Sandy Lyle of Scotland is rested and loose as he prepares to defend his Masters golf championship. But he does have one concern.
"I just don't want to make a fool of myself shooting 84 the first day," Lyle said. "I'm not nervous. I don't think I'm quite as sharp with the game as I was last year, but I'm not far off it. I've had two weeks rest and a chance to work on my game."
Lyle will try to become only the second player to repeat as champion when the 53rd Masters gets underway Thursday with an international field of 86 players, including five amateurs.
Jack Nicklaus included successive titles in 1965 and 1966 among his record six Masters championships.
No one has established himself as a clear-cut favorite to claim the green coat that goes to the player who carves out the best score for 72 holes on the storied Augusta National course, a 6,905-yard, par-72 layout.
British oddsmakers have made Seve Ballesteros of Spain, a two-time champion, and Greg Norman of Australia, one of the top players in the world who hasn't won at Augusta, 8-1 favorites.
U.S. Open champion Curtis Strange, the first player to win $1 million in a season on the PGA Tour, doing it last year, was 12-1, and Lyle and Mark Calcavecchia, last year's runner-up, were 14-1.
Strange, the tour's leading money winner in three of the last four years, is winless this season. He did put together three consecutive third-place finishes in Florida this winter.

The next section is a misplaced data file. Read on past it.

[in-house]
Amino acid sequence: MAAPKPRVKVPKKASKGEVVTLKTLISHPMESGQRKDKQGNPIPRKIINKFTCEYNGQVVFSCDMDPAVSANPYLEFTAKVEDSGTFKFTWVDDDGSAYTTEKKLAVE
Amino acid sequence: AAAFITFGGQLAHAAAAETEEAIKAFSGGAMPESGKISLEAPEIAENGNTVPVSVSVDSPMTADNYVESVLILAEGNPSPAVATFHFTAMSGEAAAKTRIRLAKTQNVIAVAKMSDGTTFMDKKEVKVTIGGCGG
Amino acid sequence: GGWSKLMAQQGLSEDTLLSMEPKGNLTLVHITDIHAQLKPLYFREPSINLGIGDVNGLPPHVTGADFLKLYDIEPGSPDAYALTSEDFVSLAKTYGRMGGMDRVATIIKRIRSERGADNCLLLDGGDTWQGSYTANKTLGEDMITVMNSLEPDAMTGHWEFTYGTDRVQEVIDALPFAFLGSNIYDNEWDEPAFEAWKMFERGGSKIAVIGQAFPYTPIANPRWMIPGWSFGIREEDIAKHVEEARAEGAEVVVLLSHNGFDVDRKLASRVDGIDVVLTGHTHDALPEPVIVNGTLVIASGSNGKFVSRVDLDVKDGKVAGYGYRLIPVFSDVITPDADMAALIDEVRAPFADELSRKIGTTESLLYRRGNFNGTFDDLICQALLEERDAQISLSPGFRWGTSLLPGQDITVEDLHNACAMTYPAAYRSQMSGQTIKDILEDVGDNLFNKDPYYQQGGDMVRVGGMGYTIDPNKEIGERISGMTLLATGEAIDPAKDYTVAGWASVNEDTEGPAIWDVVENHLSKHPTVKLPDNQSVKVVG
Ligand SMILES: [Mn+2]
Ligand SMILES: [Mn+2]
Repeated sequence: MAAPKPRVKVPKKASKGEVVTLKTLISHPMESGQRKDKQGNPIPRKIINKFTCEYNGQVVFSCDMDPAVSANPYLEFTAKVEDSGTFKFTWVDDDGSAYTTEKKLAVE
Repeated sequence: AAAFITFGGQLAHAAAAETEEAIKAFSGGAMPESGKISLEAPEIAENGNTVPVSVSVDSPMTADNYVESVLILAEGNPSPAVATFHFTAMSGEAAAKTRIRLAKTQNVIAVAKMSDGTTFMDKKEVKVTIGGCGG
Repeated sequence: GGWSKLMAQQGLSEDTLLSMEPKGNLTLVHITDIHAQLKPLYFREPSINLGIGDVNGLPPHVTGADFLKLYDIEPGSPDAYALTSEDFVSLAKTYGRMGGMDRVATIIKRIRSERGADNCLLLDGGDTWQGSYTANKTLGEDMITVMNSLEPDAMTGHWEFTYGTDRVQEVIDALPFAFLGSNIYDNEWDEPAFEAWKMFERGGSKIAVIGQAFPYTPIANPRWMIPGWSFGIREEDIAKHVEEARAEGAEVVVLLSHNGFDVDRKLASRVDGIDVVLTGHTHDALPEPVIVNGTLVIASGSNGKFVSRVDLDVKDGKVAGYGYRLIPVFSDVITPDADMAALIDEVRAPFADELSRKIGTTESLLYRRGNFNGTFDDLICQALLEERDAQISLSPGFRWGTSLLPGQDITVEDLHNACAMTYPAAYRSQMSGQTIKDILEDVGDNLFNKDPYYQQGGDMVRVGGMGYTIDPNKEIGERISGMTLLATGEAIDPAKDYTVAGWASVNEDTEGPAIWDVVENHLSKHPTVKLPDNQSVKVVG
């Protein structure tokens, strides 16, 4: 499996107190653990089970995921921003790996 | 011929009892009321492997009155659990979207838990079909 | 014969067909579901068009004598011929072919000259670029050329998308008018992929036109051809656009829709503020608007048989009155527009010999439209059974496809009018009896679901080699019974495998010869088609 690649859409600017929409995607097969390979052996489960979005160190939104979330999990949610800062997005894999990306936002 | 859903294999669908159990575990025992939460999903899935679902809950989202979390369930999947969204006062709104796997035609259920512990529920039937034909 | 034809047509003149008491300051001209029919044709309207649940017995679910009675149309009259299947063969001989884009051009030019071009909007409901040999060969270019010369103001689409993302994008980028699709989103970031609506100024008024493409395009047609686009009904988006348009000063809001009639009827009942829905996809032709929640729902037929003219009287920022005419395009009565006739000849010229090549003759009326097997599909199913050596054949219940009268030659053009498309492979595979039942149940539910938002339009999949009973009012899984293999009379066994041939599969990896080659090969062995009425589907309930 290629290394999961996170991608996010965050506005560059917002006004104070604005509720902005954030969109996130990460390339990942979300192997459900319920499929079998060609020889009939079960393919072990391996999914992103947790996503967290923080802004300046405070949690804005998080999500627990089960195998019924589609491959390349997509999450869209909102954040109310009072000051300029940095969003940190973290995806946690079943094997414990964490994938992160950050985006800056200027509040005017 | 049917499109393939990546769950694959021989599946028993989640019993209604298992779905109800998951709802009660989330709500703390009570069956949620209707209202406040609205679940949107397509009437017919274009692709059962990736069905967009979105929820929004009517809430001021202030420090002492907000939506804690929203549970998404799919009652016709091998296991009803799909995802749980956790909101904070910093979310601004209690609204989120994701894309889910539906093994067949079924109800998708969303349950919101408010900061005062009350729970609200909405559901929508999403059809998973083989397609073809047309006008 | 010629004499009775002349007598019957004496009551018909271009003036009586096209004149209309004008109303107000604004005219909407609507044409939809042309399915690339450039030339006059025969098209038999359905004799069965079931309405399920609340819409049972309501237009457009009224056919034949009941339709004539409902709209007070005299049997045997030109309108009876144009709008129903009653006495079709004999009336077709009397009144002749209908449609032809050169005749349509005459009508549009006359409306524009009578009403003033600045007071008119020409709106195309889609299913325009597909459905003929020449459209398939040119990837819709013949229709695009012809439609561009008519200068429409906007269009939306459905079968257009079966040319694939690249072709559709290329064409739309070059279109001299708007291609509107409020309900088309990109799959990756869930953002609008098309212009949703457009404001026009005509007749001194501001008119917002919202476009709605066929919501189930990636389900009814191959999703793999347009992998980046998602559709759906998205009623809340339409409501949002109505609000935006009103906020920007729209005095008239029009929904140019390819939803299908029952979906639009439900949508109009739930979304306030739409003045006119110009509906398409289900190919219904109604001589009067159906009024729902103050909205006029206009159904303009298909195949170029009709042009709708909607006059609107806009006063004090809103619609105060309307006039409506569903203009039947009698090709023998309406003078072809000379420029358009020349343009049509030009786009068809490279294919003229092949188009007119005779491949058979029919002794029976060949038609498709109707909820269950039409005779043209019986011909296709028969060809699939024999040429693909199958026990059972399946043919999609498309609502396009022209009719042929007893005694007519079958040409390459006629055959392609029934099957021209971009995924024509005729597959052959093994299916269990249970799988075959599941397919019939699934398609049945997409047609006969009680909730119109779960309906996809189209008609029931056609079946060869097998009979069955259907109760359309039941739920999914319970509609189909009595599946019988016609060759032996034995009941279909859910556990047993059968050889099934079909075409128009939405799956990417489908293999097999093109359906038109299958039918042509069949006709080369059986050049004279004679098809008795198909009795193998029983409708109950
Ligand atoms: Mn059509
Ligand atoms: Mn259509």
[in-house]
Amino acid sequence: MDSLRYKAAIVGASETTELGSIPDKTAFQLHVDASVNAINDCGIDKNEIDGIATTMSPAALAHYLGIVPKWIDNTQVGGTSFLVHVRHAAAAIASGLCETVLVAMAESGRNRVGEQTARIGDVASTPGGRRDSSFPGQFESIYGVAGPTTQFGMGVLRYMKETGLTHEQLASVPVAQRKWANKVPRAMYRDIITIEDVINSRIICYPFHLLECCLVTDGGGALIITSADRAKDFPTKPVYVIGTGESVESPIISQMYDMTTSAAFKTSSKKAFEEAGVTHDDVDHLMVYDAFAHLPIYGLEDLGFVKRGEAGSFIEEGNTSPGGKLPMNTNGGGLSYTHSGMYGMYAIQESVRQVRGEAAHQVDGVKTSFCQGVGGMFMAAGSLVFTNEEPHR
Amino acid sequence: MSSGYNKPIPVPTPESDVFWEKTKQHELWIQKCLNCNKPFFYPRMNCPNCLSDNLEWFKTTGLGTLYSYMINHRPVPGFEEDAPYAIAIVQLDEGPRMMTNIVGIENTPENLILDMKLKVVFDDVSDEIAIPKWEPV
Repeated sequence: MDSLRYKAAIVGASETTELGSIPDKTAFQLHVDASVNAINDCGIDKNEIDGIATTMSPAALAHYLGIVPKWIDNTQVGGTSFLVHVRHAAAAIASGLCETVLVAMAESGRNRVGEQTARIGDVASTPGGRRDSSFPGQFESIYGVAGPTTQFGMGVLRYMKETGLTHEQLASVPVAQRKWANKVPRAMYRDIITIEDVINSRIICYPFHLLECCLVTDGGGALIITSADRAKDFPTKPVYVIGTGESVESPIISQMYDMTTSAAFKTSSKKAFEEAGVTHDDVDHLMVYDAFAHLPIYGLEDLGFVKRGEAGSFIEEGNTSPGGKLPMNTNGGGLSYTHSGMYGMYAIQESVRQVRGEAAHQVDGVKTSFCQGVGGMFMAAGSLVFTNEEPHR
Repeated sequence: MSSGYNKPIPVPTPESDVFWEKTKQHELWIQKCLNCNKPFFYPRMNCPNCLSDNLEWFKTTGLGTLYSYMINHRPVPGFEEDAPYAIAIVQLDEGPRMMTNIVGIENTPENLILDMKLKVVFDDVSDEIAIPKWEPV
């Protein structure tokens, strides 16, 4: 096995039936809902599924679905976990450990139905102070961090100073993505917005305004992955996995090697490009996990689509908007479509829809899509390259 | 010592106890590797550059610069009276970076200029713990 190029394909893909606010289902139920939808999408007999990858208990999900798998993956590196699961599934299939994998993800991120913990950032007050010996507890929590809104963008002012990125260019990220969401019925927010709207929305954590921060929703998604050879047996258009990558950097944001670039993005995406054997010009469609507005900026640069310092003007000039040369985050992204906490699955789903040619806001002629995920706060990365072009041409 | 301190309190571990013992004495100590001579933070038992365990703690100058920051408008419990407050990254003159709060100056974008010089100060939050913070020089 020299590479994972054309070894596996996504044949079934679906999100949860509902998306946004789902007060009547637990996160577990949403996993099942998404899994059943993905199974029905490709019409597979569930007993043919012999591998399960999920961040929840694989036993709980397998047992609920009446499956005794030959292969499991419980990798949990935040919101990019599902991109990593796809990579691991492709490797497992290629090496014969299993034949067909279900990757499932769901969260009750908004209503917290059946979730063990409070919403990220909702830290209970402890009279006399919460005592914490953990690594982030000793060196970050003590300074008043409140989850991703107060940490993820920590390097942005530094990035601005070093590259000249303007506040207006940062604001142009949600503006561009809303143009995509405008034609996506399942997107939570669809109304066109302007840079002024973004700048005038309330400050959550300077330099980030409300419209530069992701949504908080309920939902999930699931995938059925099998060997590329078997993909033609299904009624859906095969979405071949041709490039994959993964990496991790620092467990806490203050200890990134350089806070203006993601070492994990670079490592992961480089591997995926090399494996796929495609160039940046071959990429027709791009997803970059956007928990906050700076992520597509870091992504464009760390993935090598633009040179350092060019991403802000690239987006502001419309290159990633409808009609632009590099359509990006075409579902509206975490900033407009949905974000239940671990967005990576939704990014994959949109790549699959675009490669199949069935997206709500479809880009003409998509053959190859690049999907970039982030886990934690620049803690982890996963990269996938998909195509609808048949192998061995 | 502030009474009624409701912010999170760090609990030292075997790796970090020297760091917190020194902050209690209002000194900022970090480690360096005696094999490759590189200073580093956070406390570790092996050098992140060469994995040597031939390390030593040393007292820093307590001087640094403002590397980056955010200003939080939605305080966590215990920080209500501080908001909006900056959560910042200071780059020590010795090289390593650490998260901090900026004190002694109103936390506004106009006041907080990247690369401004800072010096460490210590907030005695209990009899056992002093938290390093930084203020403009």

Ballesteros finished third at Houston last week, only his fourth event in the United States this season.
Norman, apparently recovered from the wrist injury that sidelined him for two months last year, tied for second two weeks ago at New Orleans and tied for fourth in the Players Championship, an event won by Kite.
Kite, who also won at Bay Hill the week before the Players, has a history of playing well at the Masters. He has finished second twice and has been fifth or better nine times in his previous 16 Masters.
Calcavecchia won tour events at Phoenix and Los Angeles earlier in the season and had an opportunity to win two other events. But he has missed the cut in three of his last five outings. He took off the last two weeks to prepare for Augusta.
Calcavecchia was tied for the lead with Lyle going to the final hole last year. Lyle came out of a fairway bunker to 10 feet of the hole and sank the birdie putt for a one-shot victory.
Others to watch in the season's first major championship are former champions Ben Crenshaw and Craig Stadler, Hal Sutton, Paul Azinger, Fred Couples and Bruce Lietzke.